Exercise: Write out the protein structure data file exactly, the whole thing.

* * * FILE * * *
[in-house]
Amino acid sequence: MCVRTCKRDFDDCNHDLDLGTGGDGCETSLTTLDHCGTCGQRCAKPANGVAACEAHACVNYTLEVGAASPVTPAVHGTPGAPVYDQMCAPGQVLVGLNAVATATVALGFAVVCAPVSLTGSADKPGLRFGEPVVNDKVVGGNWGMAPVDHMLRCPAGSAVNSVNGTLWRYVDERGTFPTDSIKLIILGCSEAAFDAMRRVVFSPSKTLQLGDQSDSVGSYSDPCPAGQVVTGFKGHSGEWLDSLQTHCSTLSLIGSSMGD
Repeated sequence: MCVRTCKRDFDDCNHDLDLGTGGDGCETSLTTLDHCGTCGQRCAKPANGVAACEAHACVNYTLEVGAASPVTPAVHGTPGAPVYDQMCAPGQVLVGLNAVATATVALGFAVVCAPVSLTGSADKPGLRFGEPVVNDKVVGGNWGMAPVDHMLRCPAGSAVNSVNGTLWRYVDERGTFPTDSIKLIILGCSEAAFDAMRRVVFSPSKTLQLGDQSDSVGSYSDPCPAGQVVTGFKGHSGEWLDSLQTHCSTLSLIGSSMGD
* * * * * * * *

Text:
[in-house]
Amino acid sequence: MCVRTCKRDFDDCNHDLDLGTGGDGCETSLTTLDHCGTCGQRCAKPANGVAACEAHACVNYTLEVGAASPVTPAVHGTPGAPVYDQMCAPGQVLVGLNAVATATVALGFAVVCAPVSLTGSADKPGLRFGEPVVNDKVVGGNWGMAPVDHMLRCPAGSAVNSVNGTLWRYVDERGTFPTDSIKLIILGCSEAAFDAMRRVVFSPSKTLQLGDQSDSVGSYSDPCPAGQVVTGFKGHSGEWLDSLQTHCSTLSLIGSSMGD
Repeated sequence: MCVRTCKRDFDDCNHDLDLGTGGDGCETSLTTLDHCGTCGQRCAKPANGVAACEAHACVNYTLEVGAASPVTPAVHGTPGAPVYDQMCAPGQVLVGLNAVATATVALGFAVVCAPVSLTGSADKPGLRFGEPVVNDKVVGGNWGMAPVDHMLRCPAGSAVNSVNGTLWRYVDERGTFPTDSIKLIILGCSEAAFDAMRRVVFSPSKTLQLGDQSDSVGSYSDPCPAGQVVTGFKGHSGEWLDSLQTHCSTLSLIGSSMGD